Firstly, the effort to compare the two is certainly politically driven. They have compared Obama to Lincoln, Reagan and Roosevelt.  That`s some heady company.  The President is deserving of none of those comparisons, with perhaps the exception of Roosevelt in terms of the ambitious nature of his agenda.  By making the Reagan comparisons now the left is attempting to do two things;

Dictator Watch: Egypt on the brink

The Middle East is full of countries with an almost feudal societies.  Money and power are concentrated in the hands of a few elites, in countries not just like Egypt but even Saudi Arabia. Oil revenue is funneled into few hands, and there is often a very large, young, impressionable and very poor class in many countries.  It's a recipe for disaster, and thanks to a perfect storm of factors, Egypt, Yemen, Tunisia and perhaps some other countries are on the brink of a change that has as much a chance of being an unequivocal disaster as any sort of awakening.

January 26, 2011

Sputnik moment irony alert

The guy who killed NASA wants to use Sputnik as an analogy?  Really?  What a poor idea for a metaphor.  A Sputnik moment from the man who basically wants NASA defunded.  You know NASA, the one of only a few government or semi-NGO institutions that actually work, and was responsible for the major portion of the response to the real Russian Sputnik moment. Defund innovation at NASA so you can get better solar panels and that will solve everything.  This was no Sputnik moment speech.  This was a failblog moment.

Here I was thinking the irony and the duplicity had been lost on everyone but thankfully, no.  For example, Jim Hoft at Gateway Pundit noticed the Sputnik metaphor fail.  As did Big Soccer and a number of others.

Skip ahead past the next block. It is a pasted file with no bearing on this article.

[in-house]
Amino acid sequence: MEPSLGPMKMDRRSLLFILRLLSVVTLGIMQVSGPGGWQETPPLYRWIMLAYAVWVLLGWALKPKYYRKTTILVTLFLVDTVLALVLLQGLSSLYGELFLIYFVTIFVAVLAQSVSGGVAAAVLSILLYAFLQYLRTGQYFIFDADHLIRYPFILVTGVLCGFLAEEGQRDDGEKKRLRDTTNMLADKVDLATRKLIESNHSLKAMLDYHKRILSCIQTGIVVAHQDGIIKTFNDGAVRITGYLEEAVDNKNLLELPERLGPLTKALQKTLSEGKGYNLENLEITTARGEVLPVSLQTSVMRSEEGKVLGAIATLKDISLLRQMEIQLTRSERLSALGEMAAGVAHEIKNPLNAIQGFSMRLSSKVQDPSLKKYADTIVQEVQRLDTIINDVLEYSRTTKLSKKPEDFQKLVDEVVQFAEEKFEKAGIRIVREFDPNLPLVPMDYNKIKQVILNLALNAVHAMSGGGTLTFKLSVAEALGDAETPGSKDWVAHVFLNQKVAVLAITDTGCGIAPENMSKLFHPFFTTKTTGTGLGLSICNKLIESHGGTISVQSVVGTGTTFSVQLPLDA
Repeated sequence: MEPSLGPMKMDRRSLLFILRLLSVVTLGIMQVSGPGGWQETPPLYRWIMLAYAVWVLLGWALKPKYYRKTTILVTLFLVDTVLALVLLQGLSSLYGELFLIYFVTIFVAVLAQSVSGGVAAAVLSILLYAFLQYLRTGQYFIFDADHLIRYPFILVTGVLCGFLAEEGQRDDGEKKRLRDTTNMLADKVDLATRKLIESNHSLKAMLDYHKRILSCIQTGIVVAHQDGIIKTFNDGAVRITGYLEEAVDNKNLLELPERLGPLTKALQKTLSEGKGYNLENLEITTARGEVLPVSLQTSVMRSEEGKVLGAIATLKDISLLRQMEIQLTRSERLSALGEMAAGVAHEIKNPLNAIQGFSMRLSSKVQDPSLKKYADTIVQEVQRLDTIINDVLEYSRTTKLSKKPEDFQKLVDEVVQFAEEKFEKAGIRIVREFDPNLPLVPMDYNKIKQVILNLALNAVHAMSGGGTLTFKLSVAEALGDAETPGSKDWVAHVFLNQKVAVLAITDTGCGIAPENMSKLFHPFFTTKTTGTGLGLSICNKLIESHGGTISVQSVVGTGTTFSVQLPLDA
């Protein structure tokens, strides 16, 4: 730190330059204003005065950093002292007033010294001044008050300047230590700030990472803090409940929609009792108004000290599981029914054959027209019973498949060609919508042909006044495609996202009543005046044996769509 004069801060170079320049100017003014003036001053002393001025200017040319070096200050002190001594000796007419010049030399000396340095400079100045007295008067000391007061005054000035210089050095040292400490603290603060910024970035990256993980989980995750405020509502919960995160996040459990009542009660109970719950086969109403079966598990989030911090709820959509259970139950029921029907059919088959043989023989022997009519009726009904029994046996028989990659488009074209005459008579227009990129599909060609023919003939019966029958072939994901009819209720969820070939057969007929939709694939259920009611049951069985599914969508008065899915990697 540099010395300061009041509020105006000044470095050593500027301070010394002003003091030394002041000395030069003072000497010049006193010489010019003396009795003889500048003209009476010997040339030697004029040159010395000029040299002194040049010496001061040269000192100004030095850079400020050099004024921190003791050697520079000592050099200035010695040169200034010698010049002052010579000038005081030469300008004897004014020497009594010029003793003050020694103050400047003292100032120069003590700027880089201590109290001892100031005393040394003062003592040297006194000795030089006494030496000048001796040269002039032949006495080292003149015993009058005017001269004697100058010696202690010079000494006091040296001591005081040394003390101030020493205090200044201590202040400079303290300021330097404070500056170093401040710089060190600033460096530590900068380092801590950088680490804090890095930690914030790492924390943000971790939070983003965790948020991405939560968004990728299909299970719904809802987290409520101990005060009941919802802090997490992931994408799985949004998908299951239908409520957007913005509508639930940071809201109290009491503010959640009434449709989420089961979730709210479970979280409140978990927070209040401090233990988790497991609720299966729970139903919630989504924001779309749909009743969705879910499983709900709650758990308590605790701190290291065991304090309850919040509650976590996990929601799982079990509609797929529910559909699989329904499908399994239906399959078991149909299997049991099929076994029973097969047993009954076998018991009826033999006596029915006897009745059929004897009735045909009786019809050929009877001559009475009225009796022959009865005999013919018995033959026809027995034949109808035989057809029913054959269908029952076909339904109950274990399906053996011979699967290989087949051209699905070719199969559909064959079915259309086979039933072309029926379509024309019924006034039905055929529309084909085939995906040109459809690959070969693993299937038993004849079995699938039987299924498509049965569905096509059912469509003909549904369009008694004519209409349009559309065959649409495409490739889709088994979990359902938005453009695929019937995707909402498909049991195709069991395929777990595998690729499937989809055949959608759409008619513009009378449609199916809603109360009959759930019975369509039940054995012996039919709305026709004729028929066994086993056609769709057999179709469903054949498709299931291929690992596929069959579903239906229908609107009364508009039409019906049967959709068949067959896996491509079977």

It`s heartening to see that so many people are smarter and have better memories than he gives them credit for having.

SOTU III - Same old same old

The mainstream media agrees - the State of the Union speech is one great PR opportunity for any sitting President. Funny, I don't recall that take last year or the year before. Nevertheless, this year's speech offered no bold new Obama vision. It offered more of the same old same old. In fact instead of analyzing the speech, it's probably worth more to compare the year over year similarities to show that the President doesn't have much to offer that you haven't heard before.

January 24, 2011

How soon we forget (who Obama really is)

Rasmussen's latest Daily Presidential Tracking Poll has to have conservatives scratching their heads. What has President Obama done to merit climbing approval ratings? Sure, you'd expect it from the in-the-tank polls out there propping up the President, but even the more even-handed Rasmussen is bearing out a Presidential surge.


Red meat take on Olbermann's departure

Couldn't have said it better myself.

January 22, 2011

GE - We have the corner on Obama jobs now, suckers!

This is sad, revolting and unsurprising all at once. All jobs will be government jobs. So sayeth the Immelt.
Obama will announce today on a visit to a G.E. plant in Schenectady, N.Y. that G.E. CEO Jeffrey Immelt will lead his new Council on Jobs and Competitiveness. The panel replaces the President’s Economic Recovery Advisory Board led by former Federal Reserve Chairman Paul Volker.

Volker, who helped President Ronald Reagan whip inflation and launch two decades of growth, will be replaced by Immelt, who has often spoken of his desire to put G.E. on the inside track for government subsidies and incentives in the Obama era.

Whether it is pushing the president’s plan for global warming fees in order to create demand for his “Ecomagination” line of windmills, solar panels, etc., boosting the president’s national health-care law as part of an effort to sell more medical equipment, or enthusing over the Obama strategy of making loans available for industrial exporters, Immelt has been an Obama stalwart all along. Immelt has also consistently argued to shareholders that there is big money to be made in advancing the Democratic agenda.
Big, easy money. The quick route to success for GE? Back a candidate with money and when he wins, get government contracts on unproven technologies that could take decades to work out. A small investment for a long revenue stream.

Reason has been replaced with expedience. It didn't start with Immelt but his approach is the logic conclusion of a long decline in effort and integrity. Just wait until we are relying on China for those green jobs. This appointment should be a red flag to anyone convinced that the future of jobs is private sector focused in this administration.

Keith Olbermann out of a job